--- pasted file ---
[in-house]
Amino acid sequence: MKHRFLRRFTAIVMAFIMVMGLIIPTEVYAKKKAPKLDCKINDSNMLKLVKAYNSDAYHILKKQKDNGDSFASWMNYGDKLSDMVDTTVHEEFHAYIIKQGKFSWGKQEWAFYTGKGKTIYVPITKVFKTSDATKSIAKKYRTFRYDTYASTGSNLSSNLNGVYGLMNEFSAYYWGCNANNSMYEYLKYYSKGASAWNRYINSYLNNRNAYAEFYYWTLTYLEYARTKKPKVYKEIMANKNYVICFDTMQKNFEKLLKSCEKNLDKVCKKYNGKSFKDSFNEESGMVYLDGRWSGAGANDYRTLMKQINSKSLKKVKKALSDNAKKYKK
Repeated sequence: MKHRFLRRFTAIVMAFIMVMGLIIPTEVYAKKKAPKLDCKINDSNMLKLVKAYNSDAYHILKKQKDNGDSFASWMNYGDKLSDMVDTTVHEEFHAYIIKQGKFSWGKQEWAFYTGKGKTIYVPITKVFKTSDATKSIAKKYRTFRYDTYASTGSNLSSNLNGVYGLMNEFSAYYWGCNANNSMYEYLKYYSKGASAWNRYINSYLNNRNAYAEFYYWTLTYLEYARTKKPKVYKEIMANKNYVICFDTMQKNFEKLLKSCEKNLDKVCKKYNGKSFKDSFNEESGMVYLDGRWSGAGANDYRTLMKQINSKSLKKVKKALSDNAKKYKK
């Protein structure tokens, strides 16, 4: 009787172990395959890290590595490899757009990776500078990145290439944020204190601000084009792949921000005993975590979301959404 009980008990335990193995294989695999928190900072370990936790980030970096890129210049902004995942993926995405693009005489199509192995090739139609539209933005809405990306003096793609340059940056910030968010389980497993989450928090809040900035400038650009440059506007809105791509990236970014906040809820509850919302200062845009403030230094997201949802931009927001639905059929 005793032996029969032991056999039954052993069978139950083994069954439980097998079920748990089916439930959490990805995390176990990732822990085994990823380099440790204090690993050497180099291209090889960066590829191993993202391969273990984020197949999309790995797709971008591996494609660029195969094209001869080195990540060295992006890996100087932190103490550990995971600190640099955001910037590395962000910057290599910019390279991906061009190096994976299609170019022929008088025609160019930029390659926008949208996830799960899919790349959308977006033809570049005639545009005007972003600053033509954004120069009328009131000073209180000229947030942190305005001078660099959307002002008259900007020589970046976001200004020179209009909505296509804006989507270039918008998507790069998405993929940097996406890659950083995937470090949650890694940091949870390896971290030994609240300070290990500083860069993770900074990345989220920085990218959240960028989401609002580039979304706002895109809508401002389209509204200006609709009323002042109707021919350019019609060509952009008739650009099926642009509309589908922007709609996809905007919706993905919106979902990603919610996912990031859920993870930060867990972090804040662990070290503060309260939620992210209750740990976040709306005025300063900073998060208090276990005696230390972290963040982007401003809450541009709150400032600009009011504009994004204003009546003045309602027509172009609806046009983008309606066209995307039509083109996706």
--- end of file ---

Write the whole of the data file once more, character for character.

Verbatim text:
[in-house]
Amino acid sequence: MKHRFLRRFTAIVMAFIMVMGLIIPTEVYAKKKAPKLDCKINDSNMLKLVKAYNSDAYHILKKQKDNGDSFASWMNYGDKLSDMVDTTVHEEFHAYIIKQGKFSWGKQEWAFYTGKGKTIYVPITKVFKTSDATKSIAKKYRTFRYDTYASTGSNLSSNLNGVYGLMNEFSAYYWGCNANNSMYEYLKYYSKGASAWNRYINSYLNNRNAYAEFYYWTLTYLEYARTKKPKVYKEIMANKNYVICFDTMQKNFEKLLKSCEKNLDKVCKKYNGKSFKDSFNEESGMVYLDGRWSGAGANDYRTLMKQINSKSLKKVKKALSDNAKKYKK
Repeated sequence: MKHRFLRRFTAIVMAFIMVMGLIIPTEVYAKKKAPKLDCKINDSNMLKLVKAYNSDAYHILKKQKDNGDSFASWMNYGDKLSDMVDTTVHEEFHAYIIKQGKFSWGKQEWAFYTGKGKTIYVPITKVFKTSDATKSIAKKYRTFRYDTYASTGSNLSSNLNGVYGLMNEFSAYYWGCNANNSMYEYLKYYSKGASAWNRYINSYLNNRNAYAEFYYWTLTYLEYARTKKPKVYKEIMANKNYVICFDTMQKNFEKLLKSCEKNLDKVCKKYNGKSFKDSFNEESGMVYLDGRWSGAGANDYRTLMKQINSKSLKKVKKALSDNAKKYKK
């Protein structure tokens, strides 16, 4: 009787172990395959890290590595490899757009990776500078990145290439944020204190601000084009792949921000005993975590979301959404 009980008990335990193995294989695999928190900072370990936790980030970096890129210049902004995942993926995405693009005489199509192995090739139609539209933005809405990306003096793609340059940056910030968010389980497993989450928090809040900035400038650009440059506007809105791509990236970014906040809820509850919302200062845009403030230094997201949802931009927001639905059929 005793032996029969032991056999039954052993069978139950083994069954439980097998079920748990089916439930959490990805995390176990990732822990085994990823380099440790204090690993050497180099291209090889960066590829191993993202391969273990984020197949999309790995797709971008591996494609660029195969094209001869080195990540060295992006890996100087932190103490550990995971600190640099955001910037590395962000910057290599910019390279991906061009190096994976299609170019022929008088025609160019930029390659926008949208996830799960899919790349959308977006033809570049005639545009005007972003600053033509954004120069009328009131000073209180000229947030942190305005001078660099959307002002008259900007020589970046976001200004020179209009909505296509804006989507270039918008998507790069998405993929940097996406890659950083995937470090949650890694940091949870390896971290030994609240300070290990500083860069993770900074990345989220920085990218959240960028989401609002580039979304706002895109809508401002389209509204200006609709009323002042109707021919350019019609060509952009008739650009099926642009509309589908922007709609996809905007919706993905919106979902990603919610996912990031859920993870930060867990972090804040662990070290503060309260939620992210209750740990976040709306005025300063900073998060208090276990005696230390972290963040982007401003809450541009709150400032600009009011504009994004204003009546003045309602027509172009609806046009983008309606066209995307039509083109996706």